Through our training and outreach services, we provided information about individual and developmental service system services options and rights to approximately 1,746 people associated with groups such as: Alta Regional Center CAC, Mt. Diablo People First, Easter Seals Sacramento, Salida Disability Resource Fair, The Youth Transition Conference Fresno, The Arts Center Yuba City, Supported Life Institute Conference, Warm Line Center Sacramento, Fiesta Educativa San Bernardino, North Los Angeles Regional Center, Canyon Springs Developmental Center, Fairview Developmental Center, TASH Conference, Alan Short Center, Westside Center for Independent Living, Vine Village, Sonoma Developmental Center, Regional Center Consumers and families representing the Hmong and Vietnamese Communities, UCP Culver City, Area Board IV, Self-Advocacy Council VI, Area Board XIII, Imperial Valley People First Conference, and Auburn People First.


Springing Forward with Canyon Springs

After many attempts to provide services to people who live in Canyon Springs facility, we successfully established a self advocacy presence at the facility.  We are providing trainings at Canyon Springs on alternate months on a variety of topics such as Abuse Prevention, Rights and Self Advocacy.  Over the months of training, participants have become confident, engaged and excited about learning self advocacy skills.  With the tools gained from the self advocacy and rights trainings provided, people who participate will be better equipped for life in the community and more likely to receive the services they need when they return to their homes.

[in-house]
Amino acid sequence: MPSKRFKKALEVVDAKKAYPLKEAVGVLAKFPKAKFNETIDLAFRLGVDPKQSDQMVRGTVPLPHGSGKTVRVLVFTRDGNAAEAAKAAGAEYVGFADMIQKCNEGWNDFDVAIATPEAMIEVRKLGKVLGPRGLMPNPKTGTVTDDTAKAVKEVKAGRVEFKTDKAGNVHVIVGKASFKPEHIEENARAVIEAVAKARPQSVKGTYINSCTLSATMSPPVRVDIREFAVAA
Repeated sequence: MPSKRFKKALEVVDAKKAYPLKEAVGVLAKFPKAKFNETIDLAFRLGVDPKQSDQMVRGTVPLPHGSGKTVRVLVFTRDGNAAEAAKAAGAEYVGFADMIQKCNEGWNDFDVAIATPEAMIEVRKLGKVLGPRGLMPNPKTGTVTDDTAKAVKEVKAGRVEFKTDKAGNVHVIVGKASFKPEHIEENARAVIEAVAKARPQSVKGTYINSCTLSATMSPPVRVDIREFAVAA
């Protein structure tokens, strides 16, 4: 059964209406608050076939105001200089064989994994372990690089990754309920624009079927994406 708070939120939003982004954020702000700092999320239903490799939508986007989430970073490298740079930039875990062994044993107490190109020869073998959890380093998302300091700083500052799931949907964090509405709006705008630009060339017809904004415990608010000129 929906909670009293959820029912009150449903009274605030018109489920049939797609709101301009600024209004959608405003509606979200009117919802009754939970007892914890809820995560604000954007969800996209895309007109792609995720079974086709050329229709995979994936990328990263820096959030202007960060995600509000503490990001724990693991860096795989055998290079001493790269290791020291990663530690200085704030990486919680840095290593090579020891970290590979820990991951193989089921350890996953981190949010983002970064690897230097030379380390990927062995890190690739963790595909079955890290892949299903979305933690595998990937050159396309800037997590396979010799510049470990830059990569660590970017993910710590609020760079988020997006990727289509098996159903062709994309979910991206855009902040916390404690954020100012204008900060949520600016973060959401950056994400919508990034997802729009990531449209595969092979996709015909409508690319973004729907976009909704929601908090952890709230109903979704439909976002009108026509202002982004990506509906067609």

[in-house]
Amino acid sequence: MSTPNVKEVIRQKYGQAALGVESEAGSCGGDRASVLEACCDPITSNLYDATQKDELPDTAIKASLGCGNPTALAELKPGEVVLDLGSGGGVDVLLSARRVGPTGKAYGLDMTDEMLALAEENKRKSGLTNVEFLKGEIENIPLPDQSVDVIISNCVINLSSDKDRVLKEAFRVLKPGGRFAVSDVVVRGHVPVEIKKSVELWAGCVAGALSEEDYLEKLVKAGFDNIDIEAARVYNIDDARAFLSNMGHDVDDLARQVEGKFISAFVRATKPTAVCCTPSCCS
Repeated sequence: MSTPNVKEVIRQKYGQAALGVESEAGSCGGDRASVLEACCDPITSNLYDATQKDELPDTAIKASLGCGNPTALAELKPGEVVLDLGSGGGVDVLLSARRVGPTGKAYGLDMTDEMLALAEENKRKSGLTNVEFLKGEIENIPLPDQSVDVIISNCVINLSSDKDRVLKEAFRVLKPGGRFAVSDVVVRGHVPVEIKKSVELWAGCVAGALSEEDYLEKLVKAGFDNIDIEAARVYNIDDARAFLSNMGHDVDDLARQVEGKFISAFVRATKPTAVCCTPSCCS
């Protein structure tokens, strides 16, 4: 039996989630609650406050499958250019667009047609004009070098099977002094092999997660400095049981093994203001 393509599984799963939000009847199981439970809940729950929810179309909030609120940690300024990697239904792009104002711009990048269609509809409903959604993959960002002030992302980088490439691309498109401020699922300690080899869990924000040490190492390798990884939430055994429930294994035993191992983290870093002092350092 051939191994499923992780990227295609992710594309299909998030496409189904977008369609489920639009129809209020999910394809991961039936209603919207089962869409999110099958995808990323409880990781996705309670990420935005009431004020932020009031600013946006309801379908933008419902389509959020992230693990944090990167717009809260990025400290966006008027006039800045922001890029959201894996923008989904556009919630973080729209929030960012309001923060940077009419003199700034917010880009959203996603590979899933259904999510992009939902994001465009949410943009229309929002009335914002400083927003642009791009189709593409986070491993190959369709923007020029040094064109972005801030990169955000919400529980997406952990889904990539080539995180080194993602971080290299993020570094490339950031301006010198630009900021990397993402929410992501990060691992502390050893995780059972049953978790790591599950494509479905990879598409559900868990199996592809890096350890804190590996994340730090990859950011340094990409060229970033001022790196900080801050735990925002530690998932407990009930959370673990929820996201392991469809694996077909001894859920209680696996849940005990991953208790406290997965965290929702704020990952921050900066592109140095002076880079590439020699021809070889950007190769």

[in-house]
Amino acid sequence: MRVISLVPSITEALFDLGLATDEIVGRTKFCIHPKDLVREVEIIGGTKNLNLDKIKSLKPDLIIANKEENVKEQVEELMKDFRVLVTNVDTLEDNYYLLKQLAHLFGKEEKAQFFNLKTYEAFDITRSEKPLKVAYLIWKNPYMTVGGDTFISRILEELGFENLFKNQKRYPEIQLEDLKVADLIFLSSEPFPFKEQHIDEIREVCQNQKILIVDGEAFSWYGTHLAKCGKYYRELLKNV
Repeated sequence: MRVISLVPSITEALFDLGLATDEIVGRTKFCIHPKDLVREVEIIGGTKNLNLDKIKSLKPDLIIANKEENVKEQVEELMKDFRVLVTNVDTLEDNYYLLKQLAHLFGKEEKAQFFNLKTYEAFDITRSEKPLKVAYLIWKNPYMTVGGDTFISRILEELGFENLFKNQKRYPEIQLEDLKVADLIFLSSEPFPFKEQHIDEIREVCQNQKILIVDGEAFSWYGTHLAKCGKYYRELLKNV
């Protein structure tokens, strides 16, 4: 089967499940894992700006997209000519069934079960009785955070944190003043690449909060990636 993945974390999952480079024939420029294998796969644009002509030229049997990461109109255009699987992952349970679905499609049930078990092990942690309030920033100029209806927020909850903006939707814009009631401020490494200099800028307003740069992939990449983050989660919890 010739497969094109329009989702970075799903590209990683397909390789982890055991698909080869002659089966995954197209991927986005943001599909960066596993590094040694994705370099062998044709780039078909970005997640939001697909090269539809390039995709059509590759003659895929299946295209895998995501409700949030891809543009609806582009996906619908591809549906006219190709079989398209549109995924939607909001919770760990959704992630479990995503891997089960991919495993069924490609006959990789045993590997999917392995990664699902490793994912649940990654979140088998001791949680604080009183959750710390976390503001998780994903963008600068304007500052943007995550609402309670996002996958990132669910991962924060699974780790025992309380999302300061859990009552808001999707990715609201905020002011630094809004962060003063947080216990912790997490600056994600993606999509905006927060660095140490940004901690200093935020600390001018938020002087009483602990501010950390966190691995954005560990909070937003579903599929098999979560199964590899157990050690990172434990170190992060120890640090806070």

Relationship Training and Discussion

The right to be involved in relationships throughout life is an important topic within the developmental disability community.  We participated, in collaboration with other peer advocacy leaders from the San Diego area, at a leadership symposium hosted by Area Board 13.  Leaders from the area have been concerned for some time that due to the sensitive nature of the topic, dating and romantic relationships were often not addressed fully and honestly for people living with developmental disabilities.  We and other panel members facilitated a day long training and discussion about the rights and responsibilities involved with romantic relationships for people with developmental disabilities.  Participants received information and asked questions from peers about their rights and responsibilities regarding dating, romantic relationships, marriage and parenting.  Participants left with a greater understanding of their rights and the rights of others.